Saturday, December 10, 2011

Home front: micro-farm

I thought I'd take a slightly different tack today, being a sunny (but with storms looming) Saturday here,  and give you a look at some of what we do here to not only ease the family budget (which lets me buy toys) but also to supplement our dinner table with fresh-as-can-be produce and teach us all some preparedness skills.  I live in a quite well-to-do suburb, in a run-down but happy shared, rental property. We are an anomaly in our street, not only for the company we keep, the age of our house, but also the way we utilize it. Water tanks and grey-water diversion were an early step as was planning usage of the land we have to work with. 

What have we got?

Our backyard is partially concreted, and partially grassed. The green side we have cordoned off with star pickets and chicken wire, and is home to 5 hens. Princess Layer, Hen Solo, Chookbacca, Jabba the Cluck and Stormchooka. In theory we get 3-5 eggs a day. They get all our table-scraps that aren't chicken related and a mix of pellet and seeds to supplement that. I have several Webber-type kettle BBQ's and a cold smoker and a stash of firewood, for making of the tasty noms, and preserving food. Melbourne has very mild winters, and rarely reaches freezing point. Fire for heating is a luxury novelty here. 

Our front yard hosts two raised vegetable and herb beds and two rabbit hutches. The rabbits were originally three girls, but by some Jurassic Park kind of misadventure, "nature found a way" and there were baby bunnies. This lead to a second hutch and the offending not-a-girl bunny went to solitary. Normally this kind of baby-boom would make for tremendous pies, but I was forsworn to not kill and eat the bunnies out of hand. They do play a part though, and I haven't mowed the lawn for a year now. I just move the hutches and they use their faces.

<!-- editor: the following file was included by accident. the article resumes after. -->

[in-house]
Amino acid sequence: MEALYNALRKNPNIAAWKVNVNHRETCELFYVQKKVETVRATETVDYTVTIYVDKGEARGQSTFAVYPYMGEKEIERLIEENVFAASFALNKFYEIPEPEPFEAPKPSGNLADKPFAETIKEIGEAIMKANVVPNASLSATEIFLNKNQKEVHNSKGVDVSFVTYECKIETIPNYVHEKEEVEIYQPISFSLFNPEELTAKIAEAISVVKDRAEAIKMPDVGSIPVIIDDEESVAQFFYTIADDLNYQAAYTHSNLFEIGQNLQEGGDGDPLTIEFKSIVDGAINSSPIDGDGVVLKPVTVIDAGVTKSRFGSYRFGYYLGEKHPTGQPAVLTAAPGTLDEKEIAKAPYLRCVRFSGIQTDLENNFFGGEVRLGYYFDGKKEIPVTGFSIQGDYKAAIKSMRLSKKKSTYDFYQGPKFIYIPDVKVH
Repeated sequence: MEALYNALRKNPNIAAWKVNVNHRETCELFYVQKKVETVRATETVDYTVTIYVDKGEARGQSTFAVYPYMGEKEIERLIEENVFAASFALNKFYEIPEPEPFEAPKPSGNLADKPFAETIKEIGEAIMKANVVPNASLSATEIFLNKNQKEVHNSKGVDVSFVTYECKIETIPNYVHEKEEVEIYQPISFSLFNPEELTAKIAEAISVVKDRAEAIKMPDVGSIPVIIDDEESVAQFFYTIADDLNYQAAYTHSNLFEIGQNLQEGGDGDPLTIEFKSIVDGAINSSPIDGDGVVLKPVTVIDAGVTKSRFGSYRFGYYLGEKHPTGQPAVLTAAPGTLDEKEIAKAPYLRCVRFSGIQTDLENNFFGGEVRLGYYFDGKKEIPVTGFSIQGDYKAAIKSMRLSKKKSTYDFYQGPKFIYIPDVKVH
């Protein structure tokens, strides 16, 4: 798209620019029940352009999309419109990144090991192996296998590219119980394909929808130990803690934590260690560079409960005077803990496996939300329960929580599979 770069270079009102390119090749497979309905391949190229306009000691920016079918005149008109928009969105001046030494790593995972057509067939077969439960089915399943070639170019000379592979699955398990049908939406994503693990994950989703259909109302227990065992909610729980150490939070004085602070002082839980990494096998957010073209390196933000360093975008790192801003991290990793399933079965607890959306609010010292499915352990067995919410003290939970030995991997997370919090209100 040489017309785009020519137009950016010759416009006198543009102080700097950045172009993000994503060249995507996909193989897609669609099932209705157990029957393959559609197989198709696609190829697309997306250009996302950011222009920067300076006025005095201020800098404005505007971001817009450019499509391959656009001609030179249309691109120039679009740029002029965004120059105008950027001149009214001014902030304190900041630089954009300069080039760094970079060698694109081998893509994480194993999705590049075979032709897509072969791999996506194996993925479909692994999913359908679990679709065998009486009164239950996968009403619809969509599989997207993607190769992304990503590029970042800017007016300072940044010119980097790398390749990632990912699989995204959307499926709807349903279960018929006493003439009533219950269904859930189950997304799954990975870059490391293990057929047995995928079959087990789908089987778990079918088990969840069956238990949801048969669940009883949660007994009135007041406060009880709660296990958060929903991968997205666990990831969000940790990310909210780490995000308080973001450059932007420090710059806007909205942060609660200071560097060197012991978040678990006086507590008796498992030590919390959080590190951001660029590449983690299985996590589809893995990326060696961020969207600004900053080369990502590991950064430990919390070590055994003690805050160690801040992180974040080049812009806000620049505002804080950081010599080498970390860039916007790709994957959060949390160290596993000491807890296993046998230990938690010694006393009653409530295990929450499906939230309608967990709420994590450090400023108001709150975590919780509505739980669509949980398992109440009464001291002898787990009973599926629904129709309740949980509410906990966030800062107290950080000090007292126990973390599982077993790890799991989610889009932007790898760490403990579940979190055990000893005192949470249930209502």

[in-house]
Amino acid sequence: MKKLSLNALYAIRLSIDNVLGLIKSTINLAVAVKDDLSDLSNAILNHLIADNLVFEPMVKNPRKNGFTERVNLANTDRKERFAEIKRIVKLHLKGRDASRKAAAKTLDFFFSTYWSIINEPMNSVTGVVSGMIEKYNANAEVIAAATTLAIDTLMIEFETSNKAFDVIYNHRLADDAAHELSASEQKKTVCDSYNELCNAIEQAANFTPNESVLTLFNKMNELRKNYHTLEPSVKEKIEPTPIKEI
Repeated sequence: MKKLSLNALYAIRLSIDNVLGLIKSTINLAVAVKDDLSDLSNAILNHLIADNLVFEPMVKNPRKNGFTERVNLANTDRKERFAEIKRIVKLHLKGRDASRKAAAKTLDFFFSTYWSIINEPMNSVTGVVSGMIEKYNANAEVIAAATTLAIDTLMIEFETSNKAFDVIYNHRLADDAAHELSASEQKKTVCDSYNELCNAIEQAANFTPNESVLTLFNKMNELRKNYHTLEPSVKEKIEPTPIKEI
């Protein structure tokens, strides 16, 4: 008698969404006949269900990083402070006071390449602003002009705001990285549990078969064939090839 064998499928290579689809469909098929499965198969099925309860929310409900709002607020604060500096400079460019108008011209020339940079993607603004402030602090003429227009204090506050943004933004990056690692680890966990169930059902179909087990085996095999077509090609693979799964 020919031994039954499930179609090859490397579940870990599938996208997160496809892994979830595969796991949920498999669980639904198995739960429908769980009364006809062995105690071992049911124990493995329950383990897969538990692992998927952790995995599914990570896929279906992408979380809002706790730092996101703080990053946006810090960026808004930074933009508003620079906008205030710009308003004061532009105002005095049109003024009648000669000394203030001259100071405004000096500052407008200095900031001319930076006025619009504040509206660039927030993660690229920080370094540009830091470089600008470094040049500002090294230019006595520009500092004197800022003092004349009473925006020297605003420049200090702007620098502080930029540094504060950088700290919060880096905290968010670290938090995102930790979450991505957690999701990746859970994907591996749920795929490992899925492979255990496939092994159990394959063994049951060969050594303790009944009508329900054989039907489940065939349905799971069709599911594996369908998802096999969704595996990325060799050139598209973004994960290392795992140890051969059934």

The poop they leave behind I rake up and fling into the beds. They are supposed to get a double-handful of pulled weeds each, every day, which helps to keep the beds clear. Diggers Club Copper tape strips deter snails from pillaging;  reusable non-pesticide minefield, brilliant!

We have a "no freeloaders"policy, and only plant food-crops. We rotate the crops seasonally, and almost every mean contains either veggies, or herbs from here. The leaf-litter from the neighbors overhanging vines act as mulch, old kendo shinai  slats act as garden stakes, and as in the backyard, we have rainwater tanks to irrigate with, with both soaker and dribble-hoses on hand to counter the harsh Australian summer heat and drought. 

I do most of the gardening, and chooken wrangling, and the bunnies are (supposed to be) the duty of Miss 14. We all enjoy having the gardens, and livestock, our neighbors benefit from the occasional egg glut, and our elderly Greek landlord approves of the usefulness of the land. The skills and discipline we are developing in small scale farming will suit us well, should we ever come to need to rely upon ourselves for sustenance.

1 comment:

  1. Hi! Leonie K told me about your rabbits and sustainable yard project. It looks amazing. We have a pet rabbit, but she's an apartment dweller like us.
    You might already know this, but just in case: mixo and calici virus are spread by mozzies, and are fatal to bunnies, so if you have not already done so, I suggest making the hutches mozzie proof.
    Looking forward to future posts!


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